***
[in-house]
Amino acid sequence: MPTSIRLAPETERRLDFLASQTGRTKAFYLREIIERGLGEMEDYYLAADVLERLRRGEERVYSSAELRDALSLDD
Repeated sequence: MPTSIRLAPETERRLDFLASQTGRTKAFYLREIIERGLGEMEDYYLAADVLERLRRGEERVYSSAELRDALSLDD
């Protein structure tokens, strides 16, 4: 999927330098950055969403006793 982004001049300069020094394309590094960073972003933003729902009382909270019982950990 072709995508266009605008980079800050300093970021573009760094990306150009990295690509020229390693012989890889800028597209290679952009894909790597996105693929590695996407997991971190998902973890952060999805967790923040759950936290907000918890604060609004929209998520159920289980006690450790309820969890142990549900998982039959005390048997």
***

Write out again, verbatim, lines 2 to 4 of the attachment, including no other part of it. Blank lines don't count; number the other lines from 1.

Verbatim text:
Amino acid sequence: MPTSIRLAPETERRLDFLASQTGRTKAFYLREIIERGLGEMEDYYLAADVLERLRRGEERVYSSAELRDALSLDD
Repeated sequence: MPTSIRLAPETERRLDFLASQTGRTKAFYLREIIERGLGEMEDYYLAADVLERLRRGEERVYSSAELRDALSLDD
């Protein structure tokens, strides 16, 4: 999927330098950055969403006793 982004001049300069020094394309590094960073972003933003729902009382909270019982950990 072709995508266009605008980079800050300093970021573009760094990306150009990295690509020229390693012989890889800028597209290679952009894909790597996105693929590695996407997991971190998902973890952060999805967790923040759950936290907000918890604060609004929209998520159920289980006690450790309820969890142990549900998982039959005390048997």